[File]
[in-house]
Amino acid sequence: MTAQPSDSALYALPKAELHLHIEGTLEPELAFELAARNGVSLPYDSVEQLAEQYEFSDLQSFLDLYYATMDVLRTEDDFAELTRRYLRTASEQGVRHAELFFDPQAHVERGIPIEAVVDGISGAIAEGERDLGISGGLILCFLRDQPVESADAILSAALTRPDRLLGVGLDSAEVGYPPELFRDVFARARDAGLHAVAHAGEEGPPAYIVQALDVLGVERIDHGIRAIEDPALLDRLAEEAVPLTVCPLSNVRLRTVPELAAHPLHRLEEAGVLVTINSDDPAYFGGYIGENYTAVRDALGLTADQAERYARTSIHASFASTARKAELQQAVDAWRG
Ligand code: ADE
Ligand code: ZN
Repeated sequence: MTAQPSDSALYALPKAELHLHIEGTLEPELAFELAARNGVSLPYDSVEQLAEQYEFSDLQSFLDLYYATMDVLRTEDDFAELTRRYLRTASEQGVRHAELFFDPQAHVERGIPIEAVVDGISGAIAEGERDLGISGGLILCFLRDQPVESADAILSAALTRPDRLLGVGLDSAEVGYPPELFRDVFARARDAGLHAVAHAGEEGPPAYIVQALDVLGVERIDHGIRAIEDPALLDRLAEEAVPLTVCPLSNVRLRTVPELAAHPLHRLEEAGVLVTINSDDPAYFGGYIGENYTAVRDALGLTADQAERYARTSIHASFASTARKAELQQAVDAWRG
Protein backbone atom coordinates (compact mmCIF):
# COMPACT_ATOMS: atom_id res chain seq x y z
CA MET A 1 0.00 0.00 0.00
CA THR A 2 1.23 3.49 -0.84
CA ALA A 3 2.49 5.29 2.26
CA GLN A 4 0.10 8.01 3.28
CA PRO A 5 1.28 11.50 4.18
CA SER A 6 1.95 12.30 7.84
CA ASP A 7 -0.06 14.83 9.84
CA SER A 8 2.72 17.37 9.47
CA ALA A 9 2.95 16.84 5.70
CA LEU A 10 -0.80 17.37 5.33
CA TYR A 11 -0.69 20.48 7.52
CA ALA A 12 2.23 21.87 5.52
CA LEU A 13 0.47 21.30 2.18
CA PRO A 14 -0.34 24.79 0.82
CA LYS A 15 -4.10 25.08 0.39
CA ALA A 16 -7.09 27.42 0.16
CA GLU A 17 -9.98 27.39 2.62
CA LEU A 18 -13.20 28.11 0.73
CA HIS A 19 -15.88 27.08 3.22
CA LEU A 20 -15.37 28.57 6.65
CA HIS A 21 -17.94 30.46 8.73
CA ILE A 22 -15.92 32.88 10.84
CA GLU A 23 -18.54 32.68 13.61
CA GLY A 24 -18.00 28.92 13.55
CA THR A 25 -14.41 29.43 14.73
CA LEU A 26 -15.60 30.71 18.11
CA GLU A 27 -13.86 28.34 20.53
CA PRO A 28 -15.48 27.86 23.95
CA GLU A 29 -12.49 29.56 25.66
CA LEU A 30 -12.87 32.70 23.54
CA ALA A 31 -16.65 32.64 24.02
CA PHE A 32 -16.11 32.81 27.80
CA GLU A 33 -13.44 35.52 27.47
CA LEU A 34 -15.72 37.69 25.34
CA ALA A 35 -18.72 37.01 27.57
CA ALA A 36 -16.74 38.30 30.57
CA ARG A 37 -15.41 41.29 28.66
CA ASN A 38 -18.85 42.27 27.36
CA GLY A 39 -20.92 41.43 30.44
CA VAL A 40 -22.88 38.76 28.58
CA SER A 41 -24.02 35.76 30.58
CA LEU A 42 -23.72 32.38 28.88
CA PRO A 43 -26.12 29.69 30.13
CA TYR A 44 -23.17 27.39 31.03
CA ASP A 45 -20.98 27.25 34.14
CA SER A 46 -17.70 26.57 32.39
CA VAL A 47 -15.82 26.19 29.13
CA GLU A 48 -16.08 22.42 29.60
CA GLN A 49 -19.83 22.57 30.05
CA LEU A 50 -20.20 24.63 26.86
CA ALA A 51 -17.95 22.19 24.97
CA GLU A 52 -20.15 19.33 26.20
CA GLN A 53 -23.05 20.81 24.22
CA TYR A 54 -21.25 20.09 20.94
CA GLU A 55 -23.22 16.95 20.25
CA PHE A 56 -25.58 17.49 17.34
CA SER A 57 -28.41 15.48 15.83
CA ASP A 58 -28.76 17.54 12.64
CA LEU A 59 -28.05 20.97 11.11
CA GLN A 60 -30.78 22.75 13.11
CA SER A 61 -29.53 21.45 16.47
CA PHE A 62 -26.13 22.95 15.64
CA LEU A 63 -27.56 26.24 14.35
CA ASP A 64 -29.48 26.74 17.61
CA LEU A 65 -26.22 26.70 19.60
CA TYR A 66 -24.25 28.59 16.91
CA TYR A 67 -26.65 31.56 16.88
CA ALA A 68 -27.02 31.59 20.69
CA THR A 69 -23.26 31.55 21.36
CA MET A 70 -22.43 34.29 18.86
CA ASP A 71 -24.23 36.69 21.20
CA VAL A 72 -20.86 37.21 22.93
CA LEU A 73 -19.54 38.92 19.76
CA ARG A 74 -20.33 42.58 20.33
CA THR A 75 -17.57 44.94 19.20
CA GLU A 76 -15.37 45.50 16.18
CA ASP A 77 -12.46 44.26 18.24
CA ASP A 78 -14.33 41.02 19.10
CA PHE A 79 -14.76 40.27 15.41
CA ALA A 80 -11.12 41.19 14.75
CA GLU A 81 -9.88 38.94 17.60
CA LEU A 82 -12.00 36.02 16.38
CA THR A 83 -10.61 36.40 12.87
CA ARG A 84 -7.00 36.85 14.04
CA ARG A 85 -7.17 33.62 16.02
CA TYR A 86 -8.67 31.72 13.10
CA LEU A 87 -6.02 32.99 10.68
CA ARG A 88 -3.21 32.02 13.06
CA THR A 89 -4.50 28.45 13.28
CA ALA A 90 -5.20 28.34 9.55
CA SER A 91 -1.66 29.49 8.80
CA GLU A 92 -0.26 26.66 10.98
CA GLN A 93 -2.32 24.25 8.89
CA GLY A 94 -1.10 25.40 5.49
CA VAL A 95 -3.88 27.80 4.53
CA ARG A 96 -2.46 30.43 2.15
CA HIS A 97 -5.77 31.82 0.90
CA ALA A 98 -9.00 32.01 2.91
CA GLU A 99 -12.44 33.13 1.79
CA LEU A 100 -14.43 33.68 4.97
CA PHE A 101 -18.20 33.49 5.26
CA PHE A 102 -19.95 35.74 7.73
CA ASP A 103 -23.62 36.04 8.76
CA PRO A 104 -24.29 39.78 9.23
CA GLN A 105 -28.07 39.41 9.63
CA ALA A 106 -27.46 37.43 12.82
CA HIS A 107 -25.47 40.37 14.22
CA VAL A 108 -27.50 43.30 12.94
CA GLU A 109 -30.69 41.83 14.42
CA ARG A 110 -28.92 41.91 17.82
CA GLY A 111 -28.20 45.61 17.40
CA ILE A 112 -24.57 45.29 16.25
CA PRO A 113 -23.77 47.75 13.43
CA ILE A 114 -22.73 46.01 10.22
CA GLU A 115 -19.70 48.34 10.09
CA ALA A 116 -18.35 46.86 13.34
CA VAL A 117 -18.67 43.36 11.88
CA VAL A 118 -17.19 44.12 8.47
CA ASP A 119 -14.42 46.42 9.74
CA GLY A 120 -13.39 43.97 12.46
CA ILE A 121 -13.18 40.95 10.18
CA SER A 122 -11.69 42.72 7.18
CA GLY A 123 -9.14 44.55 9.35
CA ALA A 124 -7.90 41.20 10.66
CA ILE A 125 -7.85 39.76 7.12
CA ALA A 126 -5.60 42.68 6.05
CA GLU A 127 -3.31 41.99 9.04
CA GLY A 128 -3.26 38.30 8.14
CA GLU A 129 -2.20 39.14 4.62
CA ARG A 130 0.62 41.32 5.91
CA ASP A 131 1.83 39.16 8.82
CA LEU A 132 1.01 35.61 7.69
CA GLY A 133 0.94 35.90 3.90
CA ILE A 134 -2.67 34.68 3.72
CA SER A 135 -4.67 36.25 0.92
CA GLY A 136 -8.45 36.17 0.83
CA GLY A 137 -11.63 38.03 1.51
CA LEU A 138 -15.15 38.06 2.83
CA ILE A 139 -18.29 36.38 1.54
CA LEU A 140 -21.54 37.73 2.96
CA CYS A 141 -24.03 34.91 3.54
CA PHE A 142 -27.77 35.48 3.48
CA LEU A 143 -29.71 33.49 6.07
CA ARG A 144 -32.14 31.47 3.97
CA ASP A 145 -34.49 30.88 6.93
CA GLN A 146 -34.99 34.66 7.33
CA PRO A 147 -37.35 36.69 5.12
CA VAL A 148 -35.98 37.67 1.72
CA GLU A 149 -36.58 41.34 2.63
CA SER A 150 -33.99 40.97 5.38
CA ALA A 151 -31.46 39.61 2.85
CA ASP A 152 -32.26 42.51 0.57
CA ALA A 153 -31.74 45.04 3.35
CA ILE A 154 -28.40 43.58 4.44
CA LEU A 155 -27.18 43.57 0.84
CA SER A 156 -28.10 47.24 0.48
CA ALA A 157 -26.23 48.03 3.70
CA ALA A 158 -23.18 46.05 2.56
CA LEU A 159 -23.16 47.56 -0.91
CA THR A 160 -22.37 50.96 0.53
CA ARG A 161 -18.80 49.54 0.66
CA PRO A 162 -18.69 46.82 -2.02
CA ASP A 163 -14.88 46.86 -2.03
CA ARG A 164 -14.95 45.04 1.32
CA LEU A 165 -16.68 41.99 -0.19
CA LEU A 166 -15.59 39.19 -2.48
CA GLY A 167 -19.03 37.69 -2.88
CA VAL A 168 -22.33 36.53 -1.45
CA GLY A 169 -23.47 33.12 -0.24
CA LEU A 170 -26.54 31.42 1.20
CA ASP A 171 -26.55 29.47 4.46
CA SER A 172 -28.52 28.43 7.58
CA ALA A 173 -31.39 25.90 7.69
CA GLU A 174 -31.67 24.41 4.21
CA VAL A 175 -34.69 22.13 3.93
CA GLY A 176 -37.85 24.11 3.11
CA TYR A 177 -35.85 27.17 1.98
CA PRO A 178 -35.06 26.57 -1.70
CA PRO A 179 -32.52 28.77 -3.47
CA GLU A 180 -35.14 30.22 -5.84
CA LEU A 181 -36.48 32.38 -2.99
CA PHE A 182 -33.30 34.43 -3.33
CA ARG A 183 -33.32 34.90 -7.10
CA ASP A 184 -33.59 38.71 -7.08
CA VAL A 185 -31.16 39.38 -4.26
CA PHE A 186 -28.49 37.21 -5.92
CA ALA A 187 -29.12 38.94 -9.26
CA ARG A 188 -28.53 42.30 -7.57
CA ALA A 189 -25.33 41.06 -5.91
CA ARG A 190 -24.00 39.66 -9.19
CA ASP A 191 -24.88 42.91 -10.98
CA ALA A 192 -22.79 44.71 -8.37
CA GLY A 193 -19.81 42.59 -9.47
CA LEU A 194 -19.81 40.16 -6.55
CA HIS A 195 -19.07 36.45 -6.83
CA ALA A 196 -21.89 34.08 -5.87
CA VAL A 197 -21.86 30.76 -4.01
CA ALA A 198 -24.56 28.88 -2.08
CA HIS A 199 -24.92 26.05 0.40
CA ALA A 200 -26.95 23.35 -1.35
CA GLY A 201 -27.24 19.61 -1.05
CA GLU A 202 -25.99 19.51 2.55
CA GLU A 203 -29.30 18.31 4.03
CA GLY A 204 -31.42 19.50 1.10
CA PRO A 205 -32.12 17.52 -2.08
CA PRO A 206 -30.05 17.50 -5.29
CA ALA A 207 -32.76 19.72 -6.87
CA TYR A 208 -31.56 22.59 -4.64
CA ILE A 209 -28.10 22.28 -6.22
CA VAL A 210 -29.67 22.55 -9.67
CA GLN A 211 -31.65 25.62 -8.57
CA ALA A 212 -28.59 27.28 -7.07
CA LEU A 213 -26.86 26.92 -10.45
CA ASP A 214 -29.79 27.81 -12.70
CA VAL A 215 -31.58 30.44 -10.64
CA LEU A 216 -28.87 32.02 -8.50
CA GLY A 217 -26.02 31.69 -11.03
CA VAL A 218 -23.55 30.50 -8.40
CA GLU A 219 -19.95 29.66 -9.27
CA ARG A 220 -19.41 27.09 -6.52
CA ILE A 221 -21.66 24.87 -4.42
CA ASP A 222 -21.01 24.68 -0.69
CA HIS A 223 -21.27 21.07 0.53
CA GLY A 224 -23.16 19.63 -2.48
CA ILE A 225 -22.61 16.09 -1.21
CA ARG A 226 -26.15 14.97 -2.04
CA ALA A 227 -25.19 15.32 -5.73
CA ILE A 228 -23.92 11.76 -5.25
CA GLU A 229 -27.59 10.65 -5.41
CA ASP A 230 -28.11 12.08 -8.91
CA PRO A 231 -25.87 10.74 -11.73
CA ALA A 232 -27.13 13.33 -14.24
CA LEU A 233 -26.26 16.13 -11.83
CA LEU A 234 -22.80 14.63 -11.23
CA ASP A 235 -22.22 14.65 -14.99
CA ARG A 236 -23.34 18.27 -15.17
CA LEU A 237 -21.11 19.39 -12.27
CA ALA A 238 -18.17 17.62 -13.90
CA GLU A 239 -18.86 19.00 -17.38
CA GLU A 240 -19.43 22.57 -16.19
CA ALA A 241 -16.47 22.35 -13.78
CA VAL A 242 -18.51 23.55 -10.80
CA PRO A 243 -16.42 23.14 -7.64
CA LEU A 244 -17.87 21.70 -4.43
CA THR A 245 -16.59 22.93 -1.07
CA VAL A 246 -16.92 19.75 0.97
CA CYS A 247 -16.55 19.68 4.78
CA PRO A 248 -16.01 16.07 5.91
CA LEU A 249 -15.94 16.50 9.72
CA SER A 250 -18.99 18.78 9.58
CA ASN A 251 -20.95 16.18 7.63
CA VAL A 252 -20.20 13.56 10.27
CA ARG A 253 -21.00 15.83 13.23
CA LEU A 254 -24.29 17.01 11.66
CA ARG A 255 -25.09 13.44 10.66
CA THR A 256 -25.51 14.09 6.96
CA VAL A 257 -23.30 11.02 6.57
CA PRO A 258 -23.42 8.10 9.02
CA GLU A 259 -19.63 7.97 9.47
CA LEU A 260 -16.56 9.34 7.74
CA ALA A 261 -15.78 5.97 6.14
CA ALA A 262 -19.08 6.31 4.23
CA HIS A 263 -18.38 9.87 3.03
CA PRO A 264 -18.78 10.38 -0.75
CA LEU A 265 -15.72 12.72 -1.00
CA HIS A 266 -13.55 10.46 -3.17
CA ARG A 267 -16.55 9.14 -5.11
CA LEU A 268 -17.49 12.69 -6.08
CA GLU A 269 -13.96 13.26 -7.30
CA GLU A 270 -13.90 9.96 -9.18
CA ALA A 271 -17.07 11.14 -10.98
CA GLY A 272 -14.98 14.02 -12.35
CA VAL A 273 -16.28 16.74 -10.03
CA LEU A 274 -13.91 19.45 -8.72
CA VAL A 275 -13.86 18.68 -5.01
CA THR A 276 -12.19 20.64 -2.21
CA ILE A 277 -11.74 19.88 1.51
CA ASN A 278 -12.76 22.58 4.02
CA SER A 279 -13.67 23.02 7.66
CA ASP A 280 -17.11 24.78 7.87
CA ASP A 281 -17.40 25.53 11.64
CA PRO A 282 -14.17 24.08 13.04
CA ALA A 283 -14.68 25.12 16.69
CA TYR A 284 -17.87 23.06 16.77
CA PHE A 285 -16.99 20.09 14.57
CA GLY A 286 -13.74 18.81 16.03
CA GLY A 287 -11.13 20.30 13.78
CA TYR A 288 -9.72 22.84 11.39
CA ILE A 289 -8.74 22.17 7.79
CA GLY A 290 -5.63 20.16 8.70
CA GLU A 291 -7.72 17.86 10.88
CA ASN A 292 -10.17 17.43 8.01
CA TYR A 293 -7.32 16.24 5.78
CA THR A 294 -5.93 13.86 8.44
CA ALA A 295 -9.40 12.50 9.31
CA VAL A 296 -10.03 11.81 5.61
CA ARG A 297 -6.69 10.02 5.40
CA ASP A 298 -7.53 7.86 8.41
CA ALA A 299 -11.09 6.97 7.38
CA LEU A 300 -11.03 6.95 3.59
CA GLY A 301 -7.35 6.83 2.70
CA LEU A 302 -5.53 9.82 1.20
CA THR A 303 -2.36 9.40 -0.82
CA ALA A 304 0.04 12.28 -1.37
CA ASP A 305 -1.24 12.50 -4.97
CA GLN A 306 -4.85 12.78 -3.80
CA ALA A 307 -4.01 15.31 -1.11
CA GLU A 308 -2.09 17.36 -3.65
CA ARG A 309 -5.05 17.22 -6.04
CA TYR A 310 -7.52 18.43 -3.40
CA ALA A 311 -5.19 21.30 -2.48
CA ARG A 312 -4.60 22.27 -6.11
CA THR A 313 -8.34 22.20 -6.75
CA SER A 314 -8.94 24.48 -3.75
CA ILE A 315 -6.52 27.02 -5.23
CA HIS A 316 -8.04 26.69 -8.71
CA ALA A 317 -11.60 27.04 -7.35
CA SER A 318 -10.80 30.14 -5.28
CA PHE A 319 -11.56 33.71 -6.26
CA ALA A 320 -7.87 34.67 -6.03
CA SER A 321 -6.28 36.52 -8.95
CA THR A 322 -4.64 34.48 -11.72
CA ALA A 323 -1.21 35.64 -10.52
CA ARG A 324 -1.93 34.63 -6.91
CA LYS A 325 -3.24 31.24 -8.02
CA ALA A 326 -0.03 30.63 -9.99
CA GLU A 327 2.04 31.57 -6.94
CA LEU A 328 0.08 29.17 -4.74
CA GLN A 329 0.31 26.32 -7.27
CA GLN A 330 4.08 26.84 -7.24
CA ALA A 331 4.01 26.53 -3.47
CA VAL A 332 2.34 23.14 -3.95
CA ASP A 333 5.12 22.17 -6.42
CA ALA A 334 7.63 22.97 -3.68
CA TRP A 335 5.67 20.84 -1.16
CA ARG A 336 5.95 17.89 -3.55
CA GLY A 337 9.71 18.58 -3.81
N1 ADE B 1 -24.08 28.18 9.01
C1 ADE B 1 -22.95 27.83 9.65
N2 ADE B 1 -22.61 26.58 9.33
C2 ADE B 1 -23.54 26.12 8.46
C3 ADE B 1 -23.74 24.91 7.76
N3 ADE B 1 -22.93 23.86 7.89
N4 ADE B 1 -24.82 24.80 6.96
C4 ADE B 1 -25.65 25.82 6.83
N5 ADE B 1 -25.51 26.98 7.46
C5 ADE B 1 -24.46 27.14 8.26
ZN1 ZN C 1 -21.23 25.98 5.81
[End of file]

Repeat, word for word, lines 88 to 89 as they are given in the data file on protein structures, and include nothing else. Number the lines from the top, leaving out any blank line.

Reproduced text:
CA GLU A 81 -9.88 38.94 17.60
CA LEU A 82 -12.00 36.02 16.38